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The List: I Finally Found My Favorite Author and a Solution for Busy Weeks

Plus the wedding questions I've been driving myself nuts over.
Spent the weekend in San Diego, and a lot of time in this cute café! (Image via Eater)

Spent the weekend in San Diego, and a lot of time in this cute café! (Image via Eater)

Ever since getting engaged, I've felt a medley of conflicting emotions around Jonah's and my wedding and what we both see as unnecessary traditions (which you all picked up on, in the comments of this post!). I'm a big over-thinker, but it's still insane how much time I've dedicated to going over and over the same questions: Is a big wedding important to me? (I don't think so.) Am I for or against my dad walking me down the aisle? (I go back and forth.) Am I terrible at explaining my own complicated thought process to others? (You betcha!) I had no idea I had so many thoughts around weddings until I got engaged!

What I've learned is that the weirdest thing about planning a wedding is that it might be the most personal thing Jonah and I ever do, yet one that attracts the most opinions from others. And this is all compounded by the fact that I have a public-facing job (which, for the record, I love. It just gives me more voices to consider, which can get noisy at times!). Over the past several weeks, Jonah and I have completely confused our friends and family by initially declaring we wanted a "huge wedding in Guatemala," then switching gears towards a "courtroom wedding." This weekend, we talked ourselves into circles about it, until finally finding clarity—and even making a solid plan! I'll be writing more about the solution we landed on in the coming weeks, as well as our planning process, but for now, I'm taking the time to feel grateful. Grateful that we're surrounded by such a supportive community, but mostly grateful I can stop driving myself nuts with so many big-picture questions (ha). Here's what else I'm loving this week:


I rarely read books by the same author for the simple reason that there's so much on my 'to read' list, I'd rather read something entirely different. As a result, I have plenty of favorite books—A Little Life by Hanya Yanagihara, Station Eleven by Emily St. John Mandel, Normal People by Sally Rooney—but have never had a favorite author, until now. This weekend, I finished Amor Towles' novel, Rules of Civility, and loved it so much I literally hugged it as soon as I read the last sentence. Although Rules of Civility was his debut, I found Towles through his second novel, A Gentleman in Moscow (which I recommended here). The protagonists in each book, Katey Kontent and Count Alexander Ilyich Rostov, are so gripping they feel like they're alive, and some sentences are so beautiful that both books led me to break another rule: Instead of passing the book along to a friend, as I usually do, I kept them so I can reread them again and again.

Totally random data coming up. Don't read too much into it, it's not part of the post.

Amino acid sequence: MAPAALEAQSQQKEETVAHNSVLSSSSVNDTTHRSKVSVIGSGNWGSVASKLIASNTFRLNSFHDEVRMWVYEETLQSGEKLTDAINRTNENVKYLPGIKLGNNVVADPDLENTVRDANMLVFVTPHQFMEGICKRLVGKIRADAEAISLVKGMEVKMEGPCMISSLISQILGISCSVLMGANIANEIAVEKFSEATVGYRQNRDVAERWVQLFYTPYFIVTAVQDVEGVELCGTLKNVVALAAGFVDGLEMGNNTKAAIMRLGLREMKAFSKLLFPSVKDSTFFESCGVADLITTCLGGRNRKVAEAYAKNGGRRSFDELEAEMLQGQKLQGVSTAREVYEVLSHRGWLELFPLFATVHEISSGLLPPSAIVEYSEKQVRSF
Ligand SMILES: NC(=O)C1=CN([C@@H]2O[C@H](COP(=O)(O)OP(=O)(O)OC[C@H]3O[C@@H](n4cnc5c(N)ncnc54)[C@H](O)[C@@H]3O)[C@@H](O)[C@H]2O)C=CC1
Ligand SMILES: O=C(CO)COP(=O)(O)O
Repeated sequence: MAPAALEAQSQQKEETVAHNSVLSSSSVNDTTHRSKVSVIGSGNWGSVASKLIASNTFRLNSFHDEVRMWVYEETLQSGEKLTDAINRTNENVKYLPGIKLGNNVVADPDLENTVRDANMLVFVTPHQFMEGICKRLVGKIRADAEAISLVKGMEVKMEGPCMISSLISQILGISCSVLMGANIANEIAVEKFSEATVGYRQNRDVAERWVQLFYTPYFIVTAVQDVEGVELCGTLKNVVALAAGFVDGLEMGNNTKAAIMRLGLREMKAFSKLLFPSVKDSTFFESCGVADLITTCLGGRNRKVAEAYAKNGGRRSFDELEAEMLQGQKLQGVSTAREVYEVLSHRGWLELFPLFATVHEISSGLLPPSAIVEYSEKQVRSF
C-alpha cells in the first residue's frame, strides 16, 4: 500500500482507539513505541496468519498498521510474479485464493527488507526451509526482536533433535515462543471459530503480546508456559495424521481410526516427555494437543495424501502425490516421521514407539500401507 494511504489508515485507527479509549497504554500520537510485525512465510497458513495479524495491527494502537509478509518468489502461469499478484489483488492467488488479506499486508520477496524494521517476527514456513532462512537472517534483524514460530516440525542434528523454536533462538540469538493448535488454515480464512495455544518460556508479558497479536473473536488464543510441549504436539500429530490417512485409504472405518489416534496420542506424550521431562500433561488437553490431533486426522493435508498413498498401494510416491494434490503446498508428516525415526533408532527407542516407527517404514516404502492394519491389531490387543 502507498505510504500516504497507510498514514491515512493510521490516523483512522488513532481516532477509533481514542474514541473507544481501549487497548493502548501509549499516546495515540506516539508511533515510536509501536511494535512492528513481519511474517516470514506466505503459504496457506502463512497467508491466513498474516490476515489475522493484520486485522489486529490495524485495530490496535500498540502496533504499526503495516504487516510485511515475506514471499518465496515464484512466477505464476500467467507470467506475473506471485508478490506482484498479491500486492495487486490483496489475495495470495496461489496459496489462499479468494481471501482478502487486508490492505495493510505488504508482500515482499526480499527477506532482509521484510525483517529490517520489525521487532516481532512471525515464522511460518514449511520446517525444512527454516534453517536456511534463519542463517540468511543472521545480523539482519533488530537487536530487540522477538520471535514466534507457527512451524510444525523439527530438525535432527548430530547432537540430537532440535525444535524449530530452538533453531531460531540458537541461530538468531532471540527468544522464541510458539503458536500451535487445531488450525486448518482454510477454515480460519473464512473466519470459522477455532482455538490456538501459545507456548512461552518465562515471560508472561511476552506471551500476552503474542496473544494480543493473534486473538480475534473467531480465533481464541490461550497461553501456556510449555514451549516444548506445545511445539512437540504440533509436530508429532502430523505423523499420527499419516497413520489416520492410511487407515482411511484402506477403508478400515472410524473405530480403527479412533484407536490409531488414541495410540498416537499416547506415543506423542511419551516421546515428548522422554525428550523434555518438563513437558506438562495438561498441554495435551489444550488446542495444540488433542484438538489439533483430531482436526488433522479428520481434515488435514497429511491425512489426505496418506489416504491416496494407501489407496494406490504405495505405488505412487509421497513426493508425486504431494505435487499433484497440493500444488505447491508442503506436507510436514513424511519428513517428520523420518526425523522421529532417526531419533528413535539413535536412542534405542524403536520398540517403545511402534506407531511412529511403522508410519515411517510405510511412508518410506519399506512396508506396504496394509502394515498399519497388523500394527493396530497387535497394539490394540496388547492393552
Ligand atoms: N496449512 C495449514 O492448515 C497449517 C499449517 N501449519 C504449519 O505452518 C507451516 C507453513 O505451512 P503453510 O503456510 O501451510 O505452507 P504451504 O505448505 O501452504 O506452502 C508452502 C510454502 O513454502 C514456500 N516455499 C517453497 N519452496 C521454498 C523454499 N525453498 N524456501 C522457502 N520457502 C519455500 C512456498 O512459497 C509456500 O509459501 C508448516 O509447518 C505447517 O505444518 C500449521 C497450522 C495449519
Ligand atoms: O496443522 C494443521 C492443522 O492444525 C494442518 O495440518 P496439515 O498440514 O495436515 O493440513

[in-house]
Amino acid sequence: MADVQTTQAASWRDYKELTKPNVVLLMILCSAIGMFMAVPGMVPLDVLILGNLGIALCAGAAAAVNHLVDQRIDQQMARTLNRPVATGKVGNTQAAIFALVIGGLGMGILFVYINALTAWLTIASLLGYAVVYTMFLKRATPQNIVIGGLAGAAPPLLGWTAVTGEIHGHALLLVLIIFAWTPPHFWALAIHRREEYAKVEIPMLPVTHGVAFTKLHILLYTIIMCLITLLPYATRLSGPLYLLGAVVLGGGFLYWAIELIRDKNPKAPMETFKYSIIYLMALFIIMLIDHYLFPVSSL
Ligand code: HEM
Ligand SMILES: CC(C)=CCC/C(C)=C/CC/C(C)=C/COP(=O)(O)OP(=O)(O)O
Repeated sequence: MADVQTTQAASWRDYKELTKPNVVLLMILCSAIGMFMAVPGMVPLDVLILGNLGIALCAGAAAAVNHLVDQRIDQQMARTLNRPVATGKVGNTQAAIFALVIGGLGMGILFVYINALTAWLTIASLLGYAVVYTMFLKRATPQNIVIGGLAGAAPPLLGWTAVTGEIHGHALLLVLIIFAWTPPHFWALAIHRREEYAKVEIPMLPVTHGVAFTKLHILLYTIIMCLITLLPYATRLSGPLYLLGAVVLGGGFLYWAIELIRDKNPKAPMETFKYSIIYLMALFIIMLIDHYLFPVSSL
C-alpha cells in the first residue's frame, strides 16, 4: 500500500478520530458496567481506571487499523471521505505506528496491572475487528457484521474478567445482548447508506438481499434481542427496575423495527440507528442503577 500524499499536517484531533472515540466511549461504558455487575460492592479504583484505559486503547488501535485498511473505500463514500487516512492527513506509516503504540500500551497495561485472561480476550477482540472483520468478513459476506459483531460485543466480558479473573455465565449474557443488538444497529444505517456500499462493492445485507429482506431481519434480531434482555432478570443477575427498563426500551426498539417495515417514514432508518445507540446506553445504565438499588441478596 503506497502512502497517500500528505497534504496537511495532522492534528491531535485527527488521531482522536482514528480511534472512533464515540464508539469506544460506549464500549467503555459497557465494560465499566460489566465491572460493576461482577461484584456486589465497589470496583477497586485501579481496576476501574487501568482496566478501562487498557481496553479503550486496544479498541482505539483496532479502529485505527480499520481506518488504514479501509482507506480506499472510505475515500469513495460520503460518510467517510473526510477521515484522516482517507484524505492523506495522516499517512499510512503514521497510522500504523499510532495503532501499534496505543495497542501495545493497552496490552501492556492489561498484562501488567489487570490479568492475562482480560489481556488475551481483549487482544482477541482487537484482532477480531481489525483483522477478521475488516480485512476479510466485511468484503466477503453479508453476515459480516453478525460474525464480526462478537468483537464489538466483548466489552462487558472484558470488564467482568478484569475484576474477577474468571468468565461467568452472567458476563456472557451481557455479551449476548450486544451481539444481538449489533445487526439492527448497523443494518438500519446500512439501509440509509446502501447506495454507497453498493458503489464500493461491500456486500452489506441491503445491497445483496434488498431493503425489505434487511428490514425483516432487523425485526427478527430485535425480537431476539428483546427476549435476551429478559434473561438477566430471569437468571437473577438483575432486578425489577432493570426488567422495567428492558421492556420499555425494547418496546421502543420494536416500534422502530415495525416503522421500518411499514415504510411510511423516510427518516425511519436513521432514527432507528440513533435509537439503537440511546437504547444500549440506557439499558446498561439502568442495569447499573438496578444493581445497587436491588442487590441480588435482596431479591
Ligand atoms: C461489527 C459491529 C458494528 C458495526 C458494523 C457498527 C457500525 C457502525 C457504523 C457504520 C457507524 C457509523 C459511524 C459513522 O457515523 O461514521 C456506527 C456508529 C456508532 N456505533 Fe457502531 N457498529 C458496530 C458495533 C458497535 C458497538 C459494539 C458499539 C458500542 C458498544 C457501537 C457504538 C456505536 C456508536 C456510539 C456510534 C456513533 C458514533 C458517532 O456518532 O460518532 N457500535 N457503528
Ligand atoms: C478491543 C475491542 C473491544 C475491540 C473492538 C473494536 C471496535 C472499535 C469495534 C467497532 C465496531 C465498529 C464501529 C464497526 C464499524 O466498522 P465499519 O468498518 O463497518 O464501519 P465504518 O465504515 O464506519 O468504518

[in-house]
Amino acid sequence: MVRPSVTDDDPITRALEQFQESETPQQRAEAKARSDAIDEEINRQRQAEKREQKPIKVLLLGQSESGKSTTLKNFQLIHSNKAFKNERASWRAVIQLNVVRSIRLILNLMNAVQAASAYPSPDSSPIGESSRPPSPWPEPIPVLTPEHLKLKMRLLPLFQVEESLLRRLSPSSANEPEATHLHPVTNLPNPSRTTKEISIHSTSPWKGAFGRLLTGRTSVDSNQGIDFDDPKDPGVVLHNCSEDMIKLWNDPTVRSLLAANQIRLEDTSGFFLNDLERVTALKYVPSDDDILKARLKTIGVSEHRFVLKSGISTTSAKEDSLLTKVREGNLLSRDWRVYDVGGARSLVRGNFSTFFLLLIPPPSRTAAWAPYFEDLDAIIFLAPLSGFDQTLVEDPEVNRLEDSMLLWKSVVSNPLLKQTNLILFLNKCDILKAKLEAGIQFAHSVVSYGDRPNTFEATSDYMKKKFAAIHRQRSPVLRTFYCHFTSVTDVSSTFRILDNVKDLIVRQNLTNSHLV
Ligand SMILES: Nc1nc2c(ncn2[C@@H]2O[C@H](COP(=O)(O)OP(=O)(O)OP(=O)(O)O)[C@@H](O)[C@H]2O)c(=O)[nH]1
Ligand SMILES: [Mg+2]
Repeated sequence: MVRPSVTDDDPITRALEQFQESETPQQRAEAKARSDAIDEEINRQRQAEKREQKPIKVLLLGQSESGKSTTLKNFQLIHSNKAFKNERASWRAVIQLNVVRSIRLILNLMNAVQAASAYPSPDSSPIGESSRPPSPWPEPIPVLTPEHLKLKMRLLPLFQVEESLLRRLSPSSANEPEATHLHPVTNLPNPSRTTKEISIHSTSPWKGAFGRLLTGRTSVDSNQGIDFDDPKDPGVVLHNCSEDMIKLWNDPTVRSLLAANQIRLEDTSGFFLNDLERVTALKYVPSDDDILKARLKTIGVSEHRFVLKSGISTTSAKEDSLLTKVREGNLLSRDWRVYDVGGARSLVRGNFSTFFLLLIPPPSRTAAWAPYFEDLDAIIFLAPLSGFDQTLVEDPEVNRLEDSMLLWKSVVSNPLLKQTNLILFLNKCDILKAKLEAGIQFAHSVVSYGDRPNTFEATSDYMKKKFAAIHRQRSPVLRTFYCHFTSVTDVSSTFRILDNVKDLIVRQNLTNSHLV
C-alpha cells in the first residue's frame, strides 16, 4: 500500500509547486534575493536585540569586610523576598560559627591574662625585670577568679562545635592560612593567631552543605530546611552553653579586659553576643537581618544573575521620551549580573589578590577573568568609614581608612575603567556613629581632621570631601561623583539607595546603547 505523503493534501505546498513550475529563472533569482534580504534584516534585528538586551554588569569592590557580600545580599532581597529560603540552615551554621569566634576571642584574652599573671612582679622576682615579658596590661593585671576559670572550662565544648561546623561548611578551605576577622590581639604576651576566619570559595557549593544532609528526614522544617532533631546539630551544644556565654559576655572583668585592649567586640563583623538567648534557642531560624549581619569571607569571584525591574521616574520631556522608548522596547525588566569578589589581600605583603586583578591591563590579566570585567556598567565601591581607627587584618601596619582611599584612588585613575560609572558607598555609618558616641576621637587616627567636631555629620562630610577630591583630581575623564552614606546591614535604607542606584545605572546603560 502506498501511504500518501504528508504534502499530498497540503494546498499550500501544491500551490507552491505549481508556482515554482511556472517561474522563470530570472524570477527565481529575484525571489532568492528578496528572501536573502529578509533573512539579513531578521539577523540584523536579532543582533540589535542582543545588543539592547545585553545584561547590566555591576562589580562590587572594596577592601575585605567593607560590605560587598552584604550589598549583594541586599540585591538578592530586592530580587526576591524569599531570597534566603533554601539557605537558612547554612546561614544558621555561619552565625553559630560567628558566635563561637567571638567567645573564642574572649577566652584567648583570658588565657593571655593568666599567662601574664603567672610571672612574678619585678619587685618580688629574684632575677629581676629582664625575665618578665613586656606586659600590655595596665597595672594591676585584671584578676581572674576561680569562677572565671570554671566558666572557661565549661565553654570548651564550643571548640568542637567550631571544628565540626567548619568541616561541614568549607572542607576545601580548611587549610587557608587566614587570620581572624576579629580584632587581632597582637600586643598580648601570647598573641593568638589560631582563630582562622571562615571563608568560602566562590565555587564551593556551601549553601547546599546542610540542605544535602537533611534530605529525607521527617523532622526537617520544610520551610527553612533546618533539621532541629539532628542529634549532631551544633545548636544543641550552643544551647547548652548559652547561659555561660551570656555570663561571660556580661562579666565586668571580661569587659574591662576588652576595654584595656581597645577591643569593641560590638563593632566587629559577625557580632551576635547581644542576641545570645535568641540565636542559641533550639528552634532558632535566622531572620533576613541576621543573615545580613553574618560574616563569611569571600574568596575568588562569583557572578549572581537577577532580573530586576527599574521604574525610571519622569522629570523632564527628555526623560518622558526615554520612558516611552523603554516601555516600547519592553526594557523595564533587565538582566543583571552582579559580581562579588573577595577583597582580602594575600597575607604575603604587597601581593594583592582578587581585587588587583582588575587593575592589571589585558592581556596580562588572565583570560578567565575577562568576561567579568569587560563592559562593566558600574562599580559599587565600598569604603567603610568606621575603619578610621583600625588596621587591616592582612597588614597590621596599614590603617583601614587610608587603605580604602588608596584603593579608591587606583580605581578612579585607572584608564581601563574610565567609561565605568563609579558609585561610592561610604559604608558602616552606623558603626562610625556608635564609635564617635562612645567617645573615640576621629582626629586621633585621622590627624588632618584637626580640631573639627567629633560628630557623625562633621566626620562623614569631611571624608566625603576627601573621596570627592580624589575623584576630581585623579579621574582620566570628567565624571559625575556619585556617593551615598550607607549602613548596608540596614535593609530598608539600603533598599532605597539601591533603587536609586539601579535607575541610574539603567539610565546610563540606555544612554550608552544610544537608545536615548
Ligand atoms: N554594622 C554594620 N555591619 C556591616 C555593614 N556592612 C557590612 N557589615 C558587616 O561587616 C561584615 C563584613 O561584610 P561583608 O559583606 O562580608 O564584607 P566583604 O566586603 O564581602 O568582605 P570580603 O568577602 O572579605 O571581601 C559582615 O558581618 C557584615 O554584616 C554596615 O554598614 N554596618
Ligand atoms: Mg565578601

Prompted by an office discussion about my all-time favorite Architectural Digest home (Naomi Watts and Liev Schreiber's Manhattan loft) and plans for Portland (no updates, we're just still chipping away at our land loan!), Anne suggested the design show on Netflix, Grand Designs. The concept is brilliant—it follows families self-building houses—and the execution is even better. Unlike a lot of design shows, it's actually realistic. It follows families creating their dream homes, but also breaking up over failed attempts. Watch it here!


In the podcast Ladies, We Need To Talk host Yumi Stynes talks about sensitive topics from birth control to sex, drinking, pooping, and raising children, interviewing experts along the way. What I love most about the show is that the topics are universal (the show is hosted in Australia, but relevant to women all over the world), but rarely talked about—and Yumi addresses each of them openly and honestly. There's no need to listen to the podcast in order—you can select an episode that feels relevant to you—but once you start with one, you're going to want to listen to them all (at least I did!).


I am horrible, horrible at making time for myself. I love spending time with people, but this also means my only "alone time" falls outside the hours of 8 AM to 9 PM. Unless I literally schedule something, I won't spend time solo—so that's exactly what I've been doing. Once a week, I've been scheduling an hour of solo time. Sometimes I'm out and about—maybe I'll go to a talk at The Wing, or slate an hour for exploring a bookstore—but more often, I'm at home, in my favorite reading chair. Even if I plan on eating dinner with Jonah later in the evening, I'll make it clear that from 6 to 7 PM I have a date with my book. It's such a small thing, but carving out that time makes all the difference in feeling grounded in the middle of a busy week! 

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